The Office of the Special Inspector General for Afghanistan Reconstruction (SIGAR) released four audit reports this week that shine an unfavorable light on U.S. civilian-led reconstruction efforts in Afghanistan.
The reports highlight problems with President Obama's "civilian surge", the overall lack of coordination on development and reconstruction projects in the eastern province of Nangahar, and poor oversight of contractors in Afghanistan.
The first report highlighted concerns by U.S. civilians about civilian-military integration, particularly on provincial reconstruction and district support teams.
The civilian surge was announced in December 2009, along with a military surge of 30,000 U.S. troops in Afghanistan, to implement a civilian-military counterinsurgency strategy.
Officials created 626 new positions as part of the uplift, to improve Afghan governance capacity, the rule of law and economic growth, according to the report.
As of last month, 418 positions had been filled, the report noted. The total exceeded 1,000 earlier this year because of the number of civilians who deployed pre-civilian surge
COIN experts say the civilian and military efforts should work "hand in glove." But the report highlights complaints by U.S. civilians who say "civilian-military integration is occurring because of personal tenacity rather than institutional planning."
In addition, the report highlighted concerns that although the goal is to sustain increased civilian staffing levels in Afghanistan beyond July 2011, "the civilian presence in the field may not be sustainable at planned levels" because of a "decreasing pool of qualified applicants."
And, as cited in previously-issued SIGAR reports, there's no effective mechanism for "best-practices" sharing from civilians who complete their one-year deployments, adding to the loss of institutional knowledge for U.S. agencies and future civilians who deploy.
The second report highlighted the overall lack of coordination on development and reconstruction projects in the Nangarhar Province, between the central Afghan government, the provincial Afghan government, the U.S. government, international donors and non-governmental organizations.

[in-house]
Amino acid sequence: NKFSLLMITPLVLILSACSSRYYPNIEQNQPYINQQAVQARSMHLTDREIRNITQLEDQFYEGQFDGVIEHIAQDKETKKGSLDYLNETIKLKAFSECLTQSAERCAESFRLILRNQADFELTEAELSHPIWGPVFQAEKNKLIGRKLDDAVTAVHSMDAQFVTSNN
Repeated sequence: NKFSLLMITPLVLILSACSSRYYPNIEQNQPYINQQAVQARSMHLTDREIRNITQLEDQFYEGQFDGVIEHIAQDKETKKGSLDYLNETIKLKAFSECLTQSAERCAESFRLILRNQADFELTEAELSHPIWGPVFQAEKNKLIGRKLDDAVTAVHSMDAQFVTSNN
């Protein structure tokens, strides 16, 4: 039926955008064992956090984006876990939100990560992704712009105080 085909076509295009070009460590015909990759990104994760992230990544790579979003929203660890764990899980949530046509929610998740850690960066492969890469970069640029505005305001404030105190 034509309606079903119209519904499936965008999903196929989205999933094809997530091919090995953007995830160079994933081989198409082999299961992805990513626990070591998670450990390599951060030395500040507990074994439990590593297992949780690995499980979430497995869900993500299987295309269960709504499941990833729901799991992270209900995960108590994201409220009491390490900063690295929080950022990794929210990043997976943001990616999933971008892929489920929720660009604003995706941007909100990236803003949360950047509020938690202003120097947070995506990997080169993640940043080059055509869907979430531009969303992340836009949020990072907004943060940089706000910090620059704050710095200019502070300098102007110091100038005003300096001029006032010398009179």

The U.S. government and other donors spent more than $100 million in development activities in Nangarhar Province in 2009, according to the report. But the "lack of coordination has resulted in an environment in which donors, NGOs and provincial directorates may duplicate one another's work."
Afghan Development Projects "Uncoordinated and Unnecessary"
Furthermore, the report concluded, "the number of donors involved in the provision of public services results in the completion of projects that are uncoordinated and unnecessary," and many projects completed with CERP funds (Commander's Emergency Response Program) "have become dilapidated and are in disrepair."
The third report said that six Afghan National Police facilities funded by the U.S. Army Corps of Engineers in Kandahar and Helmand were so poorly constructed, they are currently unusable.
According to the report, the U.S. invested $5.5 million to build the stations, and it would take an additional one million dollars to make the buildings usable. The report noted that Basirat Construction, the Afghan construction company that built the facilities, is unlikely to receive future USACE contract awards.
"What this all boils down to is oversight," said Inspector General Arnold Fields in a press release. "Without intensive ground level oversight and well defined construction metrics, we are going to continue to see shoddy construction work and the American taxpayers' investment in reconstruction in Afghanistan will be wasted," he said.
The fourth report found that the Departments of State, Defense and USAID were unable to readily report on how much money they spend on contracting for reconstruction activities in Afghanistan.
The report shows that the DOD, State and USAID obligated $18 billion to nearly 7.000 contractors between fiscal years 2007 through 2009.
"This audit is crucial because if we don't even know who we're giving money to, it is nearly impossible to conduct system wide oversight," Fields said in a statement.